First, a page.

Presentation on theme: "The 16-19 Study Programme Guide for ITE students The 16-19 Study Programme Guide for ITE students “The aim of Study Programmes is to maximise the potential."— Presentation transcript:
The 16-19 Study Programme Guide for ITE students The 16-19 Study Programme Guide for ITE students “The aim of Study Programmes is to maximise the potential of young people (16-19) to progress onto higher education and/or skilled employment by ensuring that vocational routes to higher education and employment are seen as high quality and a genuine alternative to academic routes.” Department for Education, January 2013 (based on Alison Wolf’s 2011 Review of Vocational Education) “The aim of Study Programmes is to maximise the potential of young people (16-19) to progress onto higher education and/or skilled employment by ensuring that vocational routes to higher education and employment are seen as high quality and a genuine alternative to academic routes.” Department for Education, January 2013 (based on Alison Wolf’s 2011 Review of Vocational Education) Study Programme School or College 16-19 Substantial qualification (e.g. BTEC First (L2), Nationals (L3), or A-levels Maths and English to Level 2 (if not already) Tutorial, enrichment, non- qualification linked activity Preparation for work and/or work experience An Overview The 16-19 study Programmes have been introduced with the aim of giving FE colleges more freedom and flexibility to match the courses the offer to the individual needs of students. Colleges will be expected to offer each student a programme based on their prior attainment, and designed to meet clear educational and career aspirations. Funding changes have also been introduced; funding will no longer be linked to success. This is designed to make it easier for colleges to fund non-qualification activity, e.g. enrichment and work experience. All students who haven’t achieved a grade C in GCSE maths and English will have to continue to study these subjects. The way study programmes principles are applied will depend on the needs, abilities and ambitions of individual students and are likely to vary widely. Students of all abilities will be enrolled on study programmes. All institutions will be expected to ensure that their curriculum offers opportunities for students to take subjects and participate in activities that really support their educational and career ambitions. Key words Progress Progression Development Attainment Personal Individual Personalisation Inclusive Employability Traineeships Work experience Maths English Embedded Accountability Monitoring Data Robust The Principles Provides progression to a level higher than that of their prior attainment Includes qualification(s) that are of sufficient size and rigour to stretch the student and are clearly linked to suitable progression opportunities in training, employment or higher levels of education. Requires students to work towards GCSE A* – C grade in Maths and English (or other qualifications that will act as a stepping stone for achievement of these qualifications in time). Allows for meaningful work experience related to the vocational area of the Study Programme, which develops employability skills and/or creates potential employment options. Includes other activities unrelated to qualifications that develop the skills, attitudes and confidence that support progression. http://media.education.gov.uk/assets/files/pdf/s/study%20progra mmes Accountability Schools, colleges and providers will be accountable for the quality of their study programmes through: Reformed 16-19 performance tables that show student achievement in an easily understood format. The publication of student destination data (FE, HE or employment) on completion of their study. Publication of maths and English data (GCSE, level 1, level 2, A-level and other level 3). An Ofsted framework that will pay particular attention to the quality, coherence and success of study programmes and their success in preparing students for employment. Robust minimum standards for providers with financial penalties, intervention and possible closure as sanctions.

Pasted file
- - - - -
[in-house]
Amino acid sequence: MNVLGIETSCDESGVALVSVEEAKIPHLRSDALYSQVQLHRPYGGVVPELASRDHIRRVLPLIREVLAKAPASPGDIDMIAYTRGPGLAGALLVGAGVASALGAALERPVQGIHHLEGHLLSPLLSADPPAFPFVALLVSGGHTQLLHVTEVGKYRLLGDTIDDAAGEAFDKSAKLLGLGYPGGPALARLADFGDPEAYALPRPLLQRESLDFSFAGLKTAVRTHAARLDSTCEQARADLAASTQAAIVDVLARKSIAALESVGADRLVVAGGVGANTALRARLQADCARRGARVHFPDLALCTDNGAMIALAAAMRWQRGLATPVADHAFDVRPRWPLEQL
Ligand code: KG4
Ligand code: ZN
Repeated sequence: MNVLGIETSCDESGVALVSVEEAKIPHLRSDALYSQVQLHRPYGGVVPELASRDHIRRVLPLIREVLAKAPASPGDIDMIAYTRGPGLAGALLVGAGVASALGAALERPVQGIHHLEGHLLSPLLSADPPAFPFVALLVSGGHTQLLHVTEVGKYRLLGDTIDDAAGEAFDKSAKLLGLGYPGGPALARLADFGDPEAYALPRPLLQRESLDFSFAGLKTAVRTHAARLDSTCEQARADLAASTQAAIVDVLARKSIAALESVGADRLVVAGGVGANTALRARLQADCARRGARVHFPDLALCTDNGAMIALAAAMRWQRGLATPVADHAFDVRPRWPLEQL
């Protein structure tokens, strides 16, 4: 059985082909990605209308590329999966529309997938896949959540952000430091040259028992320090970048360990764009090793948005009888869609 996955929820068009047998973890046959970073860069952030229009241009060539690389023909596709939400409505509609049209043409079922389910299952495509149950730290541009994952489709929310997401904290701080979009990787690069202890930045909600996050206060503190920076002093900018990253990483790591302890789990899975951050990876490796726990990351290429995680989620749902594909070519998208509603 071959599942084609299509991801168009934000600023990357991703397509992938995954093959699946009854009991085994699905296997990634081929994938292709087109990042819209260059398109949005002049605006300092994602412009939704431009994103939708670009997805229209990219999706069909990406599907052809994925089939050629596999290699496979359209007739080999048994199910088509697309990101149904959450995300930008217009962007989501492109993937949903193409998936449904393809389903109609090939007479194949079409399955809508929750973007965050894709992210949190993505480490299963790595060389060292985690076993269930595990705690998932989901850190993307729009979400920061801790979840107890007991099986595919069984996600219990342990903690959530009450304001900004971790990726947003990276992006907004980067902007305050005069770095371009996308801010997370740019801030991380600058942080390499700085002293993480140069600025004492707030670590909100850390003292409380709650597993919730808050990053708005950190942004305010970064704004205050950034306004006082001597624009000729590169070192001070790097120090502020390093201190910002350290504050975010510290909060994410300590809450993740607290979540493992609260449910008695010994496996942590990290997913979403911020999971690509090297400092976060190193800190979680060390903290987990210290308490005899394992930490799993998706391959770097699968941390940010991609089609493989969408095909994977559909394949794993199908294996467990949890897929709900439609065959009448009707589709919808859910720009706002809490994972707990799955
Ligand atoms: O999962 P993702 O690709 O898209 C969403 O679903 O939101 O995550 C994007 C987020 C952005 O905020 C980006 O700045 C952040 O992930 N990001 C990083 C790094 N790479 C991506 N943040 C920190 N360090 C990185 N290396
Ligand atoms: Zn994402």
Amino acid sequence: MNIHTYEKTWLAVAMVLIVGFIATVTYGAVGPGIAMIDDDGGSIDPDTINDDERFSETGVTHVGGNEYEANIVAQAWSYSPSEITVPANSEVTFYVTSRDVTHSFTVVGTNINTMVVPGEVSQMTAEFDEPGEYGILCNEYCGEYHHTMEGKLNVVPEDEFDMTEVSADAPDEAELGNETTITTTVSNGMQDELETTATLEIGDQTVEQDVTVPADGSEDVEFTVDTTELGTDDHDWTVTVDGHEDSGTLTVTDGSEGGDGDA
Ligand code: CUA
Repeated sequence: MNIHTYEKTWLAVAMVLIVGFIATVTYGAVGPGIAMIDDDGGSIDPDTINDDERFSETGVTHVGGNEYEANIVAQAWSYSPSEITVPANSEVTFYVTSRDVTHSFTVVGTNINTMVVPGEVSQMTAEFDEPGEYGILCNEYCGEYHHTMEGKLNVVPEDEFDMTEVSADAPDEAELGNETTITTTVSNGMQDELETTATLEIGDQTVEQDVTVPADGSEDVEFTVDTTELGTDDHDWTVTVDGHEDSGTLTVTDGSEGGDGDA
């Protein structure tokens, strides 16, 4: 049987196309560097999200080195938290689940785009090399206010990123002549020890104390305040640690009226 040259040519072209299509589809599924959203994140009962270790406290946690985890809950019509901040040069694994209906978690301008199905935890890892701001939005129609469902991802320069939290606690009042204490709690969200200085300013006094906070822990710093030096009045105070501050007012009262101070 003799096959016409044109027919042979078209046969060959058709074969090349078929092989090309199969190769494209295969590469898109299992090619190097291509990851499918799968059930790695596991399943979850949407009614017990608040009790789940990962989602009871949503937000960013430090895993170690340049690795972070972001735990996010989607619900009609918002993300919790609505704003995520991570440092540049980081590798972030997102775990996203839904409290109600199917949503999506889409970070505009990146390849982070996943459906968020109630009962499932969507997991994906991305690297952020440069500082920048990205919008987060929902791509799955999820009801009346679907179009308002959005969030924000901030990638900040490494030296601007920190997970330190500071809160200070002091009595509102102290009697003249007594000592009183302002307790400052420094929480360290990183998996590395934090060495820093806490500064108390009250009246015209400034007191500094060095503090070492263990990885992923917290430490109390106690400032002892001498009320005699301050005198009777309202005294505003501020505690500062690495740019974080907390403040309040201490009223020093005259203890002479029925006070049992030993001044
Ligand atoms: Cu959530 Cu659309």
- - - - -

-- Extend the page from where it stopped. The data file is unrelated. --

The Timeline TimeEventImpact September 2013 Study programme starts Traineeships launched Participation age arises to 17 th Birthday Learner: maths and English rule begin All learners must stay in education until they are 17. Centres: Can claim funding based on old or existing formula. September 2014 Study Programme and Traineeships compulsory Centres: All funding moves to new formula. September 2015 Participation rises to 18 th birthdayLearner: All learners must stay in education until 18. Centres: New GCEs & BTEC Nationals in initial subjects/ sectors. September 2016 Second wave of GCEs & BTEC NationalsCentres: New GCEs & BTEC Nationals available in all subjects/ sectors. Impact The potential impact of these reforms will include: A greater focus on the progress and progression of students in the 16-19 age range. A greater focus on tracking the progress and progression of disadvantaged young people in further education. A need for more English and maths teachers at this level. An increased necessity to effectively embed numeracy and literacy skills across the curriculum. A focus on developing employability and work force skills. A need to ensure that routes are clearly defined and considered. A greater emphasis on supporting and providing work experience placements. A focus on developing pastoral activities. Oversight of these programmes and their associated pastoral, enrichment and work-related elements will be crucial. Impact measures will be central to demonstrating success and quality of study routes for students. Monitoring to ensure learners complete their Planned Learning Hours (PLH). Traineeships As part of the 16-19 study Programme reforms the government has introduced Traineeships for learners who want to (and can) progress rapidly into an apprenticeship or paid employment. The target group for this route will be young people who are not currently employed but who are focused on the prospect of employment; are qualified below L3,; providers and employers believe have a reasonable chance of being ready for employment or an apprenticeship within six months. The focus will be on high quality work experience, work preparation training and achieving an A*-C at GCSE in English and maths. The Elements 1.The substantial qualification: At L3 the majority of learners will complete a vocational qualification/ A-levels; At L2 most will complete a year of L2 study before moving on to L3 or an apprenticeship, many will also continue to study English and maths; At entry level 2- level 1 learners are likely to complete a mixture of GCSEs and BTEC Firsts, qualifications from the Foundation Learning suite and work based skills/ certificates. 2. English and maths: Programme guidance encourages learners to study GCSE wherever possible. For learners unlikely to achieve grades A*-C over the course of the programme other qualifications are available. Decisions should be made based on KS4 levels of attainment, progression aims post-16, the wider study programme that the learner is following. 3. Non-qualification elements: Work preparation and work experience including support for work placements, reflective skills, interview techniques and help looking for jobs. Optional in the study programme but encouraged, WorkSkills qualifications exist that can be completed in this element. Pastoral, personal and social development: No absolute requirement but most providers will run tutor periods or PSD as part of their pastoral programme, approximately 2hrs per week. Extra curricular activities can include things such as centre organised sport. These thing will need to be fully timetabled and monitored for attendance and completion.